We’ve all heard the phrase “there’s no such thing as a stupid question.” Asking the right business question is even less stupid (unless you don’t want to hear the answer).
Asking a question means that you’re listening, absorbing, trying to understand. Religions are born. Regimes are created (and overthrown). Companies, products and services are conceived because someone asked a question.
Too many times, at the end of a report or presentation, we ask the audience if there are questions with regards to the subject matter that was just delivered. Usually the reply is a pregnant, awkward silence.
Does that mean that no-one in the room needs some clarification on whatever’s been proposed to them? Usually not. It usually means that no-one has the fortitude to start the ball rolling and ask the first question. More often than not if two or three questions get asked – and answered – quickly, more questions will follow.
We should question the absence of questions. Asking questions is how we learn, how we understand. Questions are the beginning of how we effect change.
So why do so many organizations effectively neuter their own innovation and development potential by instilling an aura of fear for asking questions?
A lot of people in business behave in the same way that they did in school – i.e. the way to the top of the class is to give everyone the impression that you’re cleverer than the rest. Being cleverer means not only refraining from asking questions yourself. It also means deriding people that do ask questions. Maybe the reason that kids ask fewer and fewer questions as they grow-up because school – and society – rewards for having the answer, not the question.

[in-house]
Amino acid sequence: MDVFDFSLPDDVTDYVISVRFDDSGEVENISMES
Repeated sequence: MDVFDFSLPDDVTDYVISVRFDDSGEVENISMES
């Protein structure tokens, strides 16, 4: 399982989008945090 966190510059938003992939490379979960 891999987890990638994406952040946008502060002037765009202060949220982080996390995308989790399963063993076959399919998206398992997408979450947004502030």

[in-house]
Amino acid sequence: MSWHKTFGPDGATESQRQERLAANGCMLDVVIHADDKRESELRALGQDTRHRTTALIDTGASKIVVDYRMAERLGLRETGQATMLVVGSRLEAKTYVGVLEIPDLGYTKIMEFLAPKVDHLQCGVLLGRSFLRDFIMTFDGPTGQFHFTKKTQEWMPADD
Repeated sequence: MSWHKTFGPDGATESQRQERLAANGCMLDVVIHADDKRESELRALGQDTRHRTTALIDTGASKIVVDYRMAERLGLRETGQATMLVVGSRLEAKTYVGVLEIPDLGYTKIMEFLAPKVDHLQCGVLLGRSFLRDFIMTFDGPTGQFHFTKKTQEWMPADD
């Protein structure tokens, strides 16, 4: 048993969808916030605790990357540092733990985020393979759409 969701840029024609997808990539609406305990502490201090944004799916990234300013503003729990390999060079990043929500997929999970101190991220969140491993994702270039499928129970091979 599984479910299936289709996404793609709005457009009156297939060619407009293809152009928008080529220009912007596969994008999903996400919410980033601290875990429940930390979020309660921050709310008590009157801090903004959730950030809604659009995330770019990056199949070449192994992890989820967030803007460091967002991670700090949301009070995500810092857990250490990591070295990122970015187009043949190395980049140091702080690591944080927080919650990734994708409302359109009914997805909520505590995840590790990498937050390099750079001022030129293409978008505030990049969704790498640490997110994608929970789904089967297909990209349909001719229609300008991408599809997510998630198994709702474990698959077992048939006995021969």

In school, you can get away with it. Verbatim regurgitation is still far too prevalent within formal education. In business, if no-one asks questions then the status quo is maintained. The boat never gets rocked.
Yet companies need creative blood in their veins – more now than ever – if they are to thrive. Brainstorming sessions, suggestion boxes and “town hall” meetings are of little use if there isn’t an inherent culture already in place of embracing questions. You can’t force innovation. It happens when it happens.
Asking the wrong question may well be dangerous. But not asking the right question can be fatal.